Blasts & Duds from the Oscars

February 25, 2009
It is time to bring back the popular column of Blasts & Duds from the
Grenade.  Today, it is all about the 81st Academy Awards.  The
Oscars have always been good for some great Blasts & Duds over the
years.  Let’s see how this year stacks up:


1.  The Academy Selections – I wrote my 2009
Oscar picks
a couple of weeks ago, and many of picks came true. 
The Academy did not really have a surprise in the bunch.  Penelope Cruz
winning for Best Supporting Actress may have been the only winner that could
be classified as a surprise, but not a real big one in my eyes. 

2.  Kate Winslet  – Boy, she made up from her
"so surprised to have won" routine at the Golden Globes.  You
are a great actress, Kate, it’s ok, it is not a surprise anymore.  I
thought she gave a very good speech, and was classy throughout.  Brava! 

3. The Presentation of the Acting Awards – Great call by
the Academy to bring back 5 winners from each acting category to present the
awards.  You can’t beat seeing people like Robert DeNiro, Sophia Loren,
Anthony Hopkins, Ben Kingsley, and so many others was a true tribute to
the screen.  I liked how they were able to talk a little about each
performance and it did not feel rushed. 

4. India – The Slumdog from Mumbai, became a Hollywood
millionaire on Oscar night.  Nominated for 10 Oscars, they took home 8. 
And since, there were two nominees for Best Song, they went 8 for 9. 
Danny Boyle took home Best Director and Christian Colson sealed the night
with the Best Picture Oscar.  Indian music was rewarded with A. R.
Rahman winning for Best Musical Score and Best Song.  Slumdog
Millionaire had a fairy tale finish not only on the screen, but on Oscar

5. Jerry Lewis – The Academy rightfully bestowed their
Humanitarian Award for him.  While his health may not be at its finest,
his spirit felt strong.  I am very glad that they finally got around to
doing this, while this legend of a person is still with us.  I only
wish he was able to speak longer. 

6. Hugh Jackman  – I know people have gone back and
forth on this.  I liked how his opening act was not political, but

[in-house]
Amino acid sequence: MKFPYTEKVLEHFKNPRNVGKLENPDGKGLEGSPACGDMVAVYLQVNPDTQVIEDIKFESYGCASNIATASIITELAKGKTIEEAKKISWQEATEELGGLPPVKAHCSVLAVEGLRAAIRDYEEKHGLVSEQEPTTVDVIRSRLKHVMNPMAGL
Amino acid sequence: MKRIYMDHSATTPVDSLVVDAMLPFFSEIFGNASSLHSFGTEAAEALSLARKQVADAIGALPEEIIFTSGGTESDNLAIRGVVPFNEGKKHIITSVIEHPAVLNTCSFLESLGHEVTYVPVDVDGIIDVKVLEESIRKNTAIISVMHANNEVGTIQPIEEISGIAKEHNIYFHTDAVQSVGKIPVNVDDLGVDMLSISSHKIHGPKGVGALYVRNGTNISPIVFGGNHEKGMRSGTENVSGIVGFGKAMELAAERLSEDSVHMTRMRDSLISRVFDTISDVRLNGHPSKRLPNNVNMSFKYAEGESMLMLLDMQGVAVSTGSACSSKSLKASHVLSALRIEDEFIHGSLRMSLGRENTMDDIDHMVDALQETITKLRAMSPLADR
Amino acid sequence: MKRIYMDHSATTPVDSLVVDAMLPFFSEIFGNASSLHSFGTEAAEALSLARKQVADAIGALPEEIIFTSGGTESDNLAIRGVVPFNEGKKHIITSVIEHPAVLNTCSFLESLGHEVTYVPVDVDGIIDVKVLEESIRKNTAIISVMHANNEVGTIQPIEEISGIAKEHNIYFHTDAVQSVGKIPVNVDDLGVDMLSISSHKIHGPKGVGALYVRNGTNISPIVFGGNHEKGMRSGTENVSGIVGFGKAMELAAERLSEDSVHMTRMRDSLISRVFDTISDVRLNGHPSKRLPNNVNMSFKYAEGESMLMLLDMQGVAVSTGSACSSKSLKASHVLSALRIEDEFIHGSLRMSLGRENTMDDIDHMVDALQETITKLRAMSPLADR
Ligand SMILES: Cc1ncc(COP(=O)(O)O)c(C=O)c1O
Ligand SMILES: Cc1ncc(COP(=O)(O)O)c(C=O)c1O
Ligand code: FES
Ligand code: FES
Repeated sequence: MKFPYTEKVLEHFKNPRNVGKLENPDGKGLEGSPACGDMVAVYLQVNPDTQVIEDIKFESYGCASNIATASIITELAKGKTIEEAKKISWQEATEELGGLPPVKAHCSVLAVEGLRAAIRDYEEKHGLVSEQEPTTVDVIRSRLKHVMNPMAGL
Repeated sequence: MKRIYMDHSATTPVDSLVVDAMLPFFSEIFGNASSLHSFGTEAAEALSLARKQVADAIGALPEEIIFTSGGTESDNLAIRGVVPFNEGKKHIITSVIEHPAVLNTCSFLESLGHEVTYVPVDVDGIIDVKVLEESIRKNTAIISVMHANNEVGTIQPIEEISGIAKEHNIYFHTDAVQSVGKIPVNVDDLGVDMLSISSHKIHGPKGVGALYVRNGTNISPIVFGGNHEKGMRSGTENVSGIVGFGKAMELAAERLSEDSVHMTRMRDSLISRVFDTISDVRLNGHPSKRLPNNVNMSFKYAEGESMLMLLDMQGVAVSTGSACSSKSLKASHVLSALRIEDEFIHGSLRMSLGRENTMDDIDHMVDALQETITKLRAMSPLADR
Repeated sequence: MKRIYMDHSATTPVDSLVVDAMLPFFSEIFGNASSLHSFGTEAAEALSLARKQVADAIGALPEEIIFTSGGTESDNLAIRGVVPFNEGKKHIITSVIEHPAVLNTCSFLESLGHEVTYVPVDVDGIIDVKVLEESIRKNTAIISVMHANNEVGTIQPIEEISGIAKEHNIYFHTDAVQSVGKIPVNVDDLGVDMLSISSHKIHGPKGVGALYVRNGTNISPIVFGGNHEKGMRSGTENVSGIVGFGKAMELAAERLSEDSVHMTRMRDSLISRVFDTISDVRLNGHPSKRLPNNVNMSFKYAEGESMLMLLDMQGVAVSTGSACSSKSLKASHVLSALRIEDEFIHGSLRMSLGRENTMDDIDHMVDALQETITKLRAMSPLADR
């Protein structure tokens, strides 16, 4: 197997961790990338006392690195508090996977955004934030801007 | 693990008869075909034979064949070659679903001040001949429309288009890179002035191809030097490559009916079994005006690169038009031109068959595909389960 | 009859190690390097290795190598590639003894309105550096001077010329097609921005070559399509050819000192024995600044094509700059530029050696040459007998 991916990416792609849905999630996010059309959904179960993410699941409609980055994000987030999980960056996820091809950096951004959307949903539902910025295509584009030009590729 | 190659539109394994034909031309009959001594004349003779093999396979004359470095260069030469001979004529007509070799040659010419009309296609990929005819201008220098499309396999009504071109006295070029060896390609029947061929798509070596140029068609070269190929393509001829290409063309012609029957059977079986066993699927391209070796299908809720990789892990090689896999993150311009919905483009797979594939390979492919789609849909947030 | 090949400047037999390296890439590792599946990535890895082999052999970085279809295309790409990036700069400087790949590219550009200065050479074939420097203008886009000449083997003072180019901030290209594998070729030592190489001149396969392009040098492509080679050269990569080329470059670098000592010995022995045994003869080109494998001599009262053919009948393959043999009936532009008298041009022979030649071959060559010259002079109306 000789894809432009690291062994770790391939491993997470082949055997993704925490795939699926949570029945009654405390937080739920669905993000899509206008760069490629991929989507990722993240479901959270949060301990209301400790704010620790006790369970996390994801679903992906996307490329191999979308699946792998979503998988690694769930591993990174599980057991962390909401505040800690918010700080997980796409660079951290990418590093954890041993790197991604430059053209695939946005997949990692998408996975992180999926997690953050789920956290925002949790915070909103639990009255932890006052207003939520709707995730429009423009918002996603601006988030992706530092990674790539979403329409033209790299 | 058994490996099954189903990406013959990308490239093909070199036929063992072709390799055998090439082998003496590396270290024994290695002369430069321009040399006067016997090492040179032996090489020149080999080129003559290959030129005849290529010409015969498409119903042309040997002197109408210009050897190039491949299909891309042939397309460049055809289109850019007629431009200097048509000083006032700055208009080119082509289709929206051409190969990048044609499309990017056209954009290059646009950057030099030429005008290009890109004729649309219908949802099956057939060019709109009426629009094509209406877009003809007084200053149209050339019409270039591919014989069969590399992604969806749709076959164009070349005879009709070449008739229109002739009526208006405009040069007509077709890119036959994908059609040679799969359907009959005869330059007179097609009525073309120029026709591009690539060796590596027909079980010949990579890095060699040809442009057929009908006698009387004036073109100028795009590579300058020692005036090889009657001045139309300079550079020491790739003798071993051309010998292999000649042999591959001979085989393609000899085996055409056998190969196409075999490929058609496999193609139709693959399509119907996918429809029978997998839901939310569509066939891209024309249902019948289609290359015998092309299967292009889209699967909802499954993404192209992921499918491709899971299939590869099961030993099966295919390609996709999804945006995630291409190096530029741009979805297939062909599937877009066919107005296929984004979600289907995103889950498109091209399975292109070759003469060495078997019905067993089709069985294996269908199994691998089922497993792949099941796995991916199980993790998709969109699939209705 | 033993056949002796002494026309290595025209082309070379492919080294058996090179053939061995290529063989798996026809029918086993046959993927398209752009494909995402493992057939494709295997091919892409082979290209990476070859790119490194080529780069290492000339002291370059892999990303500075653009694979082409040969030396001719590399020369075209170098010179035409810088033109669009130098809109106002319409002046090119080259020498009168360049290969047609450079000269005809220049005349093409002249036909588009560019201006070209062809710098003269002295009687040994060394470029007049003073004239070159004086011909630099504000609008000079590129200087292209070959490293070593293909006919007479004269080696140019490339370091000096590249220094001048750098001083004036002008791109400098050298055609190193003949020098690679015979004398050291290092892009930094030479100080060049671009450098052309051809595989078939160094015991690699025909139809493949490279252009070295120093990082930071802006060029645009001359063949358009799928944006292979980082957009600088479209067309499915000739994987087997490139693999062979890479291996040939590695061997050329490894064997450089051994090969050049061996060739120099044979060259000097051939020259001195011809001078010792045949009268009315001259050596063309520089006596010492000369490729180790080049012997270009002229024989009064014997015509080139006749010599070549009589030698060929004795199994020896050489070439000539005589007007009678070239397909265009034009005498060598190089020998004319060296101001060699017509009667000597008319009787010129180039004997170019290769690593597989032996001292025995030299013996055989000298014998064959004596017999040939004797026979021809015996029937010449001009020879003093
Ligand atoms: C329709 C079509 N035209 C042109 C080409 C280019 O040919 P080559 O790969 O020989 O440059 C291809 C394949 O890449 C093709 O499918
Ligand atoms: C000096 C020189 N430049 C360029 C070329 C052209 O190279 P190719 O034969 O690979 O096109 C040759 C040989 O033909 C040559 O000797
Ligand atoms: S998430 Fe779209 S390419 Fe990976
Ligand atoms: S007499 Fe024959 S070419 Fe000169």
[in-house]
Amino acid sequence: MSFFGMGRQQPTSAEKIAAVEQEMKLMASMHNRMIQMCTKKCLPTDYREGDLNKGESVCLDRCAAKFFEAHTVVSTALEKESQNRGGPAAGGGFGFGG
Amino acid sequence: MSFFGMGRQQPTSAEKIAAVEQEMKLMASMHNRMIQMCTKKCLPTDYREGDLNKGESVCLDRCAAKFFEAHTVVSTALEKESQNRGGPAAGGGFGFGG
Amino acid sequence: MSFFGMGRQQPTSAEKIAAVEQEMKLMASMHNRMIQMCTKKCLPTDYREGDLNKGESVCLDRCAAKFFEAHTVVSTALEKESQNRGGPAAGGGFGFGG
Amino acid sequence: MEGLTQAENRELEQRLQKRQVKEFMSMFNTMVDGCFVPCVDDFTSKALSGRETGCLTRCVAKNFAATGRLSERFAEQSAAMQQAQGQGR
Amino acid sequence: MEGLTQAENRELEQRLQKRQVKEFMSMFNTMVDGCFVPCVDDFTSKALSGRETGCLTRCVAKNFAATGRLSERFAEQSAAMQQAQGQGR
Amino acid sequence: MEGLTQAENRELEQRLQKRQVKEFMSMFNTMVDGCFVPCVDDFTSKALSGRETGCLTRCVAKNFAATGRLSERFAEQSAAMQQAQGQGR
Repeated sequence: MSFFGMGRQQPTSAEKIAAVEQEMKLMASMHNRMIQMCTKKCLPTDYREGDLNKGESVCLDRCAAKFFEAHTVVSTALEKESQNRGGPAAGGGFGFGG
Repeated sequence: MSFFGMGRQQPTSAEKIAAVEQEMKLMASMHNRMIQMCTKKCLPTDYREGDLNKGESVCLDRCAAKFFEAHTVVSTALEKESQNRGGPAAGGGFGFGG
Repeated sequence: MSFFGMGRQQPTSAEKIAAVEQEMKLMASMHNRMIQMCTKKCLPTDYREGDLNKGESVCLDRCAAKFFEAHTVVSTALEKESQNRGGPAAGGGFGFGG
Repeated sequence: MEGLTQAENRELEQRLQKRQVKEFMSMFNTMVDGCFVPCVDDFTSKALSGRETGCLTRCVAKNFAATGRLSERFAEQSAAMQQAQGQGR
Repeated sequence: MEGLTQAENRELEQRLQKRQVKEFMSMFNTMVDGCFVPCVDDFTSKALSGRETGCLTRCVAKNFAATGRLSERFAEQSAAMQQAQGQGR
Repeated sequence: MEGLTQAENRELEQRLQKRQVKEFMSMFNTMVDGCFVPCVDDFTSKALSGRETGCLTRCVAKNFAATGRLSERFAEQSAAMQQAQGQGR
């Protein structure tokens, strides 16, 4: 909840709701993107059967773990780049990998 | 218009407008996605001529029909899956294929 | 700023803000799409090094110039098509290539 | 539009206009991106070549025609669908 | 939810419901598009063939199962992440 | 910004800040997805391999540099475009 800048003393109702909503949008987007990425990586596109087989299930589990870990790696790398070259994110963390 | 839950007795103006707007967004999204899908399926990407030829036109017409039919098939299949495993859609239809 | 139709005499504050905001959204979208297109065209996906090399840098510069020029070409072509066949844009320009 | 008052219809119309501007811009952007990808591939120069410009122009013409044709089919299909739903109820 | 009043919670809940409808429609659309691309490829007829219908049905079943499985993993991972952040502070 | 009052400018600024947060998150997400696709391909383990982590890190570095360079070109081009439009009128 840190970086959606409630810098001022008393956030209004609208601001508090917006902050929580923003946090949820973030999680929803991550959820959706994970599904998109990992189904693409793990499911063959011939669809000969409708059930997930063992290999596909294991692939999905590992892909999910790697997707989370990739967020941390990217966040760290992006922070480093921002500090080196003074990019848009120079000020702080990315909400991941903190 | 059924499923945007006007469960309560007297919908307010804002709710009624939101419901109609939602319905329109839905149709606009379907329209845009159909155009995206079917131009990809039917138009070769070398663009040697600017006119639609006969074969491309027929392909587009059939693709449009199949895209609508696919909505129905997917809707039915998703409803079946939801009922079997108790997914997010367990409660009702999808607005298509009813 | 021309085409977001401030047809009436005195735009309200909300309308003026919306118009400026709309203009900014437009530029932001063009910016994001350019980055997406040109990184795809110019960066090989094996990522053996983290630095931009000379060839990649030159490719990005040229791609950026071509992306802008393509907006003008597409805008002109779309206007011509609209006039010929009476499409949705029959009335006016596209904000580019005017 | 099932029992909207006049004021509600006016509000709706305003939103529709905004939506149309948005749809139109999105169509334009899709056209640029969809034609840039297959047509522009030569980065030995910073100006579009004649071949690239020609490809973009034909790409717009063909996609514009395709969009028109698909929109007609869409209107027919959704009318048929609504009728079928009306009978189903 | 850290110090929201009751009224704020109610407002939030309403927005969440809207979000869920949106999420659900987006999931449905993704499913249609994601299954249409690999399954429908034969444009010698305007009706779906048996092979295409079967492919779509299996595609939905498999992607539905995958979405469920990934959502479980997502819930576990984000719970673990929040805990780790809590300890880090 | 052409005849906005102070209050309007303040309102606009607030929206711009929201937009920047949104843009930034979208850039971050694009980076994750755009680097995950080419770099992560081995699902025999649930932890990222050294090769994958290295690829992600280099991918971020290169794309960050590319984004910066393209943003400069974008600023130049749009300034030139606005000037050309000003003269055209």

reached out to just about everyone.  While, he certainly was not
as good as Billy Crystal hosting, he did not take away from the awards. 
Hugh is an Australian gem.  He can host this show anytime, as far
as I am concerned.

7.  The Camera Crew & The Stage – Alright, I
won’t be shy, I loved that the camera crew panned to Angelina Jolie &
Brad Pitt while Jennifer Aniston and Jack Black were presenting for
Best Animated Feature.  +1 to the camera crew and directors from ABC. 
The Stage looked amazing, with that Swarovski crystal curtain.  Well

8. – Dustin Lance Black – A well deserved Oscar that was
followed up by a very inspirational speech.  It was heartfelt and real. 
You could tell he was very nervous, but it was something he needed to get
off his chest.  It must have been quite an honor for him to have won
this award for Milk, and to see how Harvey Milk’s story inspired his
own life is very impressive and memorable. 

9. – No Music Cut-offs – It was nice that people who won their
awards were not cutoff after 15 seconds of talking by the band.  
There should be a time limit, but at least give them a minute or so, to
thank and describe their feelings on one of the biggest nights of their


1. Sean Penn – Ok, ok, we get it, you are America’s
Douchebag.  If I ever met Sean Penn, I’d probably shake his hand with
my right hand and want to knock him out with my left hand. He is a
tremendous actor, and while I thought he would finish 2nd for Best Actor; I
was not upset that he was the winner.  But, dude, can you leave
political crap at home.  It has no place at the Awards. 
Republicans are not the devil, and not everything you think is right,
actually is.  You could taken a page from your screenwriter, Dustin
Lance Black, on how to give a speech that gives thanks and sends a message
with pride and dignity.  Oh, and when you get a chance, could you
remember to thank Harvey Milk, he might have played a part in your victory. 
That reminded me of Julia Roberts thanking 4 million people and not even
mentioning Erin Brockovich’s name in her speech.

2 – The Great Unknown – The question we all are left
with in our minds; what if Mickey Rourke had won?  No one has any idea
what he would have done had he won Best Actor.  We can only guess and
say what is on our minds, but it will always be one of the most unknown
questions in Oscar history. 

3. – Ben Stiller – It does not help that I am not really
a big fan of his to begin with, but I did not really think his Joaquin
Phoenix impression was funny.

4.  Anne Hathaway – Should be more like Anne
Go-away.  First, she is not pretty.  Maybe, I am in the minority
here, but I know I am not alone.  She has eyebrows reminiscent of Bert
from Sesame Street, a big beak for a nose, and when I see those teeth, I
want to re-do the Go-go’s classic hit, "We’ve Got the Beat," to
"She’s Got Big Teeth."   Second, I do not really think
she is that talented as an actress, either. 

5.  Eddie Murphy – He was not given the easiest
task, but he seemed to have some difficulty reading off the monitors. 
I am hoping he is not into any drugs or something else.  

6.  Beyonce & Queen Latifah – I like both of
them.  I just thought their choice of song were questionable.  In
the movie Dreamgirls, Jamie Foxx’s character says to Beyonce’s
character, Deena, "You know why I chose you to sing lead? Because your
voice… has no personality. No depth. Except for what I put in there." 
While it was just a movie line, there is some truth in it.  Beyonce
could not resist throwing in a snip of "At Last".  Please,
just leave that to Etta James.  As for the Queen, a lovely voice, and
one with depth, but "I’ll Be Seeing You" just did not seem to fit
her, in my opinion.